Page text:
ASIC Slams Lack of Insurance Advice For SMSFs

Posted by Damien Jones on 24 April 2013

Tags: , , ,

The failure of advice providers to consider the insurance needs of investors is leading to poor outcomes in the self-managed superannuation sector, according to the Australian Securities and Investments Commission (ASIC).

The regulator has released a report into the quality of advice provided by both accountants and financial advisers to SMSF trustees. The report summarises the findings of the ASIC SMSF taskforce, which reviewed over 100 pieces of advice provided to investors.

… only a small number of investors received an insurance recommendation before setting up an SMSF

While the majority of the advice was rated ‘adequate’, ASIC found that just under 30% of the personal advice provided was of poor quality, resulting in the investor being worse off after having received the advice. One of the problem areas leading to poor advice outcomes, according to ASIC, was the absence or inadequacy of insurance recommendations.

The regulator’s investigation found that only a small number of investors received an insurance recommendation before setting up an SMSF. ASIC said that providing general or educational information in an SOA was not a substitute for providing appropriate personal advice recommendations.

‘The potential loss of insurance benefits is an important issue that advice providers and investors should discuss before setting up an SMSF,’ ASIC said in its report. ‘Investors who switch all of their superannuation money out of an APRA-regulated fund and into an SMSF need to understand that they will be uninsured unless they purchase a new insurance policy.’

Other examples of poor insurance-related advice included:

  • Inappropriately excluding insurance from the scope of the advice
  • Keeping some money in an APRA-regulated fund for insurance purposes without discussing the advantages and disadvantages of this approach
  • Some small pockets of over-insurance

Since August 2012, SMSF trustees have been required to review the insurance needs of members as part of the fund’s investment strategy (see: SMSFs Need Professional Insurance Advice). ASIC said that in nearly half of the files it reviewed, investors were not told by their adviser that they were required to put in place an investment strategy for the fund, or the elements this strategy should contain. Trustees are also required to regularly review and document their investment strategy, including whether or not insurance is to be provided. The regulator cautioned advice providers to explain all the duties and obligations attached to an SMSF to trustees.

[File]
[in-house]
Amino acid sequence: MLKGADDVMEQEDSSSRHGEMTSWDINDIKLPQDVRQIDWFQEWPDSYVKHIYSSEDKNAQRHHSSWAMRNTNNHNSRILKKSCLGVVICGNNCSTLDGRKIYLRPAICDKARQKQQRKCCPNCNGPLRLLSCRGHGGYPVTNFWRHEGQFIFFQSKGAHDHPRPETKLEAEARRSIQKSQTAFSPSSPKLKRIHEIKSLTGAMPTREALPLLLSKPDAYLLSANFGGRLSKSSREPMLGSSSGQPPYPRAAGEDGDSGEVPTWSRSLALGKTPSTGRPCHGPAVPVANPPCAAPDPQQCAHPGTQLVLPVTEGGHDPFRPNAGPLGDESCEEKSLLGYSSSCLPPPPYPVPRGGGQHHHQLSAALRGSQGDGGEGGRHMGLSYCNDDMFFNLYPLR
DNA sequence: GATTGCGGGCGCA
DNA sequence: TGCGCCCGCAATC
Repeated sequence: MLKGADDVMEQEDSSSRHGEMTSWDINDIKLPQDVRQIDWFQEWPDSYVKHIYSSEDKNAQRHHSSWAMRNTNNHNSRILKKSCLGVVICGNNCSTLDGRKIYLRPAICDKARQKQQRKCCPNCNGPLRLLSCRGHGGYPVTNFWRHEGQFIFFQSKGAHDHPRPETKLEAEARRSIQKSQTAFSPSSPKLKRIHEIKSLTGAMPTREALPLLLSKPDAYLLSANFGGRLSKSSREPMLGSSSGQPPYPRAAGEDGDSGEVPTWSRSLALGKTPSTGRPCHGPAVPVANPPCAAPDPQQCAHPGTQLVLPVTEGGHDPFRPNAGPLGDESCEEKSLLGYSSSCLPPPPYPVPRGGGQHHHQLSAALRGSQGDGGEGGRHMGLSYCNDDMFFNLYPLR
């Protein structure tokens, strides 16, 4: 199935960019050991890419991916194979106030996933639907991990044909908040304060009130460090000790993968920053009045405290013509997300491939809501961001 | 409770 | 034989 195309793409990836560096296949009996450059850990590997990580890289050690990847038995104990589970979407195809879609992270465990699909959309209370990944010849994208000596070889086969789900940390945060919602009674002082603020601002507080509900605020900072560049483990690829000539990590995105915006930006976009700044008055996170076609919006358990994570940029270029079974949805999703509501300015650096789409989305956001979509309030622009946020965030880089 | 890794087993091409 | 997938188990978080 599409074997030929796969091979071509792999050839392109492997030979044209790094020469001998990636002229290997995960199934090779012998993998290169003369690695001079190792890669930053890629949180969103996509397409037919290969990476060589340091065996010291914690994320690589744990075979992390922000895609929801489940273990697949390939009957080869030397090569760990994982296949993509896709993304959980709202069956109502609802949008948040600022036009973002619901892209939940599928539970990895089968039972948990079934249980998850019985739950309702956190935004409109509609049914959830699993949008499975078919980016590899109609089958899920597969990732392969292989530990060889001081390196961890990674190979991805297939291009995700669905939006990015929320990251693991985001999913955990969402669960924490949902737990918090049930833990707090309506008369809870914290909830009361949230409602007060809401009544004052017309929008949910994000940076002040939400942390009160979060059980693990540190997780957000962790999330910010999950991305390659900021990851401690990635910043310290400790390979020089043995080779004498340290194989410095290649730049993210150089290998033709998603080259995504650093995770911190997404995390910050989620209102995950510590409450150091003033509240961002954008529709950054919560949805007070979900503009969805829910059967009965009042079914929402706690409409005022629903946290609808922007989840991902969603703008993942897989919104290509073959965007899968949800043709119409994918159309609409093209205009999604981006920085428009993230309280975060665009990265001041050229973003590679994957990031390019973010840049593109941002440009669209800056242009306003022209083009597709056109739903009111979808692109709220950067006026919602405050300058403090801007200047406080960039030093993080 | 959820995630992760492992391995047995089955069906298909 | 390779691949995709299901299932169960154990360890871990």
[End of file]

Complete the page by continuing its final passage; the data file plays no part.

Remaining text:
ASIC recommended that advice providers discuss the following with their SMSF clients, to ensure their advice is of a high quality:

  1. Their existing insurance coverage
  2. The level of insurance coverage they will need in future
  3. The cost and options for maintaining, increasing or decreasing (as appropriate) their existing insurance coverage through an SMSF
  4. Whether the investor has any health issues that may affect their ability to get insurance coverage
  5. The advantages and disadvantages of retaining a portion of their APRA-regulated superannuation for insurance purposes (if considered appropriate)
  6. The impact of the insurance recommendation on the investor’s SMSF balance

If the advice provider identifies that an investor needs advice on insurance, but does not have the necessary expertise to provide insurance advice, ASIC recommends that the provider notifies the investor and refers the investor to an advice provider who has the expertise to provide the advice.

The potential loss of insurance benefits is an important issue that advice providers and investors should discuss

“The decision to establish an SMSF is one of the most significant steps an investor can take in relation to their retirement savings. It involves taking greater personal responsibility for retirement investments. ASIC therefore wants to make sure those investors can be confident they can obtain good quality advice through gatekeepers such as accountants and financial planners,” ASIC Commissioner, Peter Kell said.

“At the very least, investors need to understand the time, resources, compliance obligations and risks associated with do-it-yourself superannuation, before moving their superannuation savings out of an APRA-regulated environment,” he said.

Originally posted at